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Phoblographer (5)

All images by Jacob Loafman. Used with permission.

The first year is always the toughest both as a business owner and as a photographer. It’s all about understanding yourself as a shooter, making sure that your business is profitable, and adjusting to the landscape. We found photographer Jacob Loafman and upon hearing that he has been shooting for just under a year, we were quite shocked to see the incredible quality of his work and his success–which is seemingly rare amongst many budding professionals.

Jacob attributes his success partially to his tagline: “Let’s create together.” He admits that the business side was incredibly tough, and that his beginnings were still very humble.

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Chris Gampat The Phoblographer MyMiggo camera strap large review images (7 of 9)ISO 4001-1000 sec at f - 2.8

If you had to ask yourself who you are as a photographer, could you answer that question? What would you say about yourself if all you had to do was talk about your creative progression?

Many artists and people go through this world trying to find who they are. As we travel down the road of life, we discover more about ourselves and develop our identity. Every photographer has a photographic identity. It defines who we are as shooters and the type of work that we try to put out. Our photographic identities can only come about by continuing to shoot and internalizing the work of other photographers. My mentor in college taught me that if you’re a photojournalist then you’ll have the skills to be able to shoot whatever you want afterwards. The reason for that is because of the fact that photojournalism has skills that apply to any genre of photography: landscapes, portraits, events, weddings, long exposures–you name it and it’s there. Years later, I’ve realized more than ever that he was completely right.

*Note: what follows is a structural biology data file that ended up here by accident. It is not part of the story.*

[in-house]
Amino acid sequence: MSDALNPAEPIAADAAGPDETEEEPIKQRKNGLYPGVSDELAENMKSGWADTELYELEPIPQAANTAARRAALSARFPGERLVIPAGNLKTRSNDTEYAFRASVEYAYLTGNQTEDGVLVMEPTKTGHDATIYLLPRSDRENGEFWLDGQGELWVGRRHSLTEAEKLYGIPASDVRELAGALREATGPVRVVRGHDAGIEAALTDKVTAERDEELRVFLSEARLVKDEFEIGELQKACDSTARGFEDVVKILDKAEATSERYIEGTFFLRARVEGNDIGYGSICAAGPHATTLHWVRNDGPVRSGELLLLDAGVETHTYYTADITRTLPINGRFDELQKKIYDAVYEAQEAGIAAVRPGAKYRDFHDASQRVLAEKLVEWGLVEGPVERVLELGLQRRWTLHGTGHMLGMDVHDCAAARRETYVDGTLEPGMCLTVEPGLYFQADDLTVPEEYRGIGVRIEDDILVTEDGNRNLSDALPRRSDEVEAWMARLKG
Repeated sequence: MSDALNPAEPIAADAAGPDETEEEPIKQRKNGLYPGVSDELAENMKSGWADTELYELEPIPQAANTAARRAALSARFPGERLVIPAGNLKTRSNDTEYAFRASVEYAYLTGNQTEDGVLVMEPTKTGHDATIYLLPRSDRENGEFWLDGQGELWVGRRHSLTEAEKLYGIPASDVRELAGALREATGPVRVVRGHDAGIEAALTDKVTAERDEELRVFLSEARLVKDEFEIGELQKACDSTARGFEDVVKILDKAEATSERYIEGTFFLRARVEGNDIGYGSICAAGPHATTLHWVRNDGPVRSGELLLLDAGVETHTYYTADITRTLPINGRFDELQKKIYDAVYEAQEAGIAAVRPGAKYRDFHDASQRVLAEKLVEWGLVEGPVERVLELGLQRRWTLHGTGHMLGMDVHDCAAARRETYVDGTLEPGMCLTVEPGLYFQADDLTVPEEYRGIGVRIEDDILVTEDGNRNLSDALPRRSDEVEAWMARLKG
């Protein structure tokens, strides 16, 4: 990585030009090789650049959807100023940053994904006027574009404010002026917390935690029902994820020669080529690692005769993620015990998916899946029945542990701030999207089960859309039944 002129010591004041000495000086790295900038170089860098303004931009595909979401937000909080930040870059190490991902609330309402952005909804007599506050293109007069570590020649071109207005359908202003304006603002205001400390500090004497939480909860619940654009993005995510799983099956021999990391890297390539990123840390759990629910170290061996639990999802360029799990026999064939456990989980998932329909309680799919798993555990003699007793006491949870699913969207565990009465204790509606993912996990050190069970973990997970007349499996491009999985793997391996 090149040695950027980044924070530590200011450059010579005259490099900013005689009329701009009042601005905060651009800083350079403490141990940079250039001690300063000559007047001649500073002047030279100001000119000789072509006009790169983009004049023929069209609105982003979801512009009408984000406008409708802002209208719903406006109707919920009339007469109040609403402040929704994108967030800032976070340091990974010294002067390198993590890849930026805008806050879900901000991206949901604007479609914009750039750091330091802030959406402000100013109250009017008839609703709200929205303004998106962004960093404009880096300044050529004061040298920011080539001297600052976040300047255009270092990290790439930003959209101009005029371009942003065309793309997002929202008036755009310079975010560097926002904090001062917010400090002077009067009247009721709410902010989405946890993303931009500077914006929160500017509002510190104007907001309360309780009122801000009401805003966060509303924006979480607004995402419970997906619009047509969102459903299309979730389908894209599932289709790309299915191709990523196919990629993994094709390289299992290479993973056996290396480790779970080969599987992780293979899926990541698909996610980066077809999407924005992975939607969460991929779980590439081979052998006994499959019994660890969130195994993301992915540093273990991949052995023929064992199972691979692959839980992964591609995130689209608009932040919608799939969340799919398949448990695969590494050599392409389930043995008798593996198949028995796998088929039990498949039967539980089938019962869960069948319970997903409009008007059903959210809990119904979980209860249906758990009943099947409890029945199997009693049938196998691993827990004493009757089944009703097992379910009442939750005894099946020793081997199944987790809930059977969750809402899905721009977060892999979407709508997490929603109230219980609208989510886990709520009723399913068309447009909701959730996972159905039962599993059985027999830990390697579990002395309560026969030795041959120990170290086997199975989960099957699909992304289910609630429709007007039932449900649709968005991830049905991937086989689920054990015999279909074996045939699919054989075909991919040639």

But every single photographer that continues to self-identify and work to develop their craft won’t necessarily work in photojournalism. Many will shoot food and stick to it while others will shoot portraits and continue to get better or give up altogether.

No photographer in the world should ever say, “I can shoot anything.” Sure, you probably can–but how much of it is really worth displaying on your portfolio? If you showed images from your most recent session, would you put the entire thing up? You probably won’t–and so photographers need to specialize to begin with. It’s important that you market yourself as a portrait photographer or a sports and outdoor shooter, or that you have a label of some sort. It helps you sell yourself to clients later on.

The argument that everyone is a photographer these days is true. But are they really a creative? How many of you have a creative vision to sell? Do you have an entire body of work showing off what your creative vision is capable of doing? If you do, you should be pushing that more than anything.

Inspiring and fostering creativity is the only way that we will survive and keep creating–but we need to know who we are ad specialize to succeed.

Chris Gampat The Phoblographer CES 2014 MeFOTO phone adapter (7 of 10)ISO 8001-60 sec at f - 3.2

Dear iPhoneographers,

You create compelling work. I know you may hear this all the time, and I know that you’ve got all the art buyers in the Upper East Side, Chelsea and Bushwick around your fingers. So I want to tell you something: congratulations. You’ve seriously done a terrific job of showing the world that art is what comes first. It absolutely does come before gear, and a creative vision will always win out over someone toting around a 5D without a creative vision. As a creative, I want to thank you for making the world realize that don’t need the best gear in the world to create compelling imagery.

But at the same time, I want you to be well aware of your placement in the art world. Your prints in the galleries are beautiful, and I don’t think that I can say that enough. I want you to know, however, about what I’m actually capable of doing with a dedicated camera. I’m a creative with a creative vision and I will express my creativity in nowhere near as fast a pace as yours. What you’ll get from me, however, is work that took time, in which I debated whether I should crop in just a bit more, flip the image, or edit it a completely different way.